Kagame Is A Nightmare To Genocide Victims— Let Us Remember Courageous Adeline And Diane Rwigara

By David Himbara

  • Adeline Rwigara lost parents in genocide in 1994.
  • Adeline Rwigara lost a brother who perished along with a family of 9 people in genocide in 1994.
  • Assinapol Rwigara, Adeline’s husband, lost parents in genocide in 1994.

The Rwigaras’ nightmare did not end with genocide — it continued under Kagame

  • Adeline Rwigara lost her husband, Assinapol Rwigara mysteriously in Kagame’s Rwanda in 2015.
  • Adeline Rwigara and her daughter Diane Rwigara were thrown into prison in 2017 because Diane dared attempt to run for high office.
  • Adeline has now lost everything — the latest loss is the auctioning of family tobacco business in 2018, following the demolition of their hotel in 2016.

As now head of the family, Adeline continues to suffer under the Kagame regime — genocide was only the beginning.


Dear Adeline, with your daughter Diane and your bible, you showed us the meaning of courage. Even rains do stop sooner or later, Adeline. Evil is not indefinite by any means. Keep your heads high. We are bound to meet in better times.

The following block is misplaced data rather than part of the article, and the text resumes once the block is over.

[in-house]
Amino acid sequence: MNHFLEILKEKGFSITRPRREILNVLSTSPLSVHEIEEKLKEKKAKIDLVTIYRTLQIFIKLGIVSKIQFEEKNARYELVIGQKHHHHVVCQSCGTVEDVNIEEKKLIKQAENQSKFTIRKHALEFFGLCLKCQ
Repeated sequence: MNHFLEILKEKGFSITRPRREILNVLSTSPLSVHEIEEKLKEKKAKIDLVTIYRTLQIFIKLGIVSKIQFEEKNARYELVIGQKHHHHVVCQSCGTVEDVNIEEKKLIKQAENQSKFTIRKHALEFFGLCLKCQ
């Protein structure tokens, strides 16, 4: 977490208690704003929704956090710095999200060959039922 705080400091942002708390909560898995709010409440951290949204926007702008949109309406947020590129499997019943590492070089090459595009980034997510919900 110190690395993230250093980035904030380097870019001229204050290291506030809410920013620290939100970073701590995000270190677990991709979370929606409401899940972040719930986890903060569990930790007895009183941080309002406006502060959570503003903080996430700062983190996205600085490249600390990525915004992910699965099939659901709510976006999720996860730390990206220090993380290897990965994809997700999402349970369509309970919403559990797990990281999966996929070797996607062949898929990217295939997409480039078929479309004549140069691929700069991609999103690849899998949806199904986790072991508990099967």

I know we shall meet because both you Adeline and Diane Rwigara keep rising. Genocide could not keep you down. You kept rising. Kagame will not keep you down. You will rise. Just like Maya Angelou’s poem:


You may write me down in history

With your bitter, twisted lies,

You may trod me in the very dirt

But still, like dust, I’ll rise.

Does my sassiness upset you?

Why are you beset with gloom?

‘Cause I walk like I’ve got oil wells

Pumping in my living room.

Just like moons and like suns,

With the certainty of tides,

Just like hopes springing high,

Still I’ll rise.

Did you want to see me broken?

Bowed head and lowered eyes?

Shoulders falling down like teardrops,

Weakened by my soulful cries?

Does my haughtiness offend you?

Don’t you take it awful hard

‘Cause I laugh like I’ve got gold mines

Diggin’ in my own backyard.

You may shoot me with your words,

You may cut me with your eyes,

You may kill me with your hatefulness,

But still, like air, I’ll rise.

Does my sexiness upset you?

Does it come as a surprise

That I dance like I’ve got diamonds

At the meeting of my thighs?

Out of the huts of history’s shame

I rise

Up from a past that’s rooted in pain

I rise

I’m a black ocean, leaping and wide,

Welling and swelling I bear in the tide.

Leaving behind nights of terror and fear

I rise

Into a daybreak that’s wondrously clear

I rise

Bringing the gifts that my ancestors gave,

I am the dream and the hope of the slave.

I rise

I rise

I rise.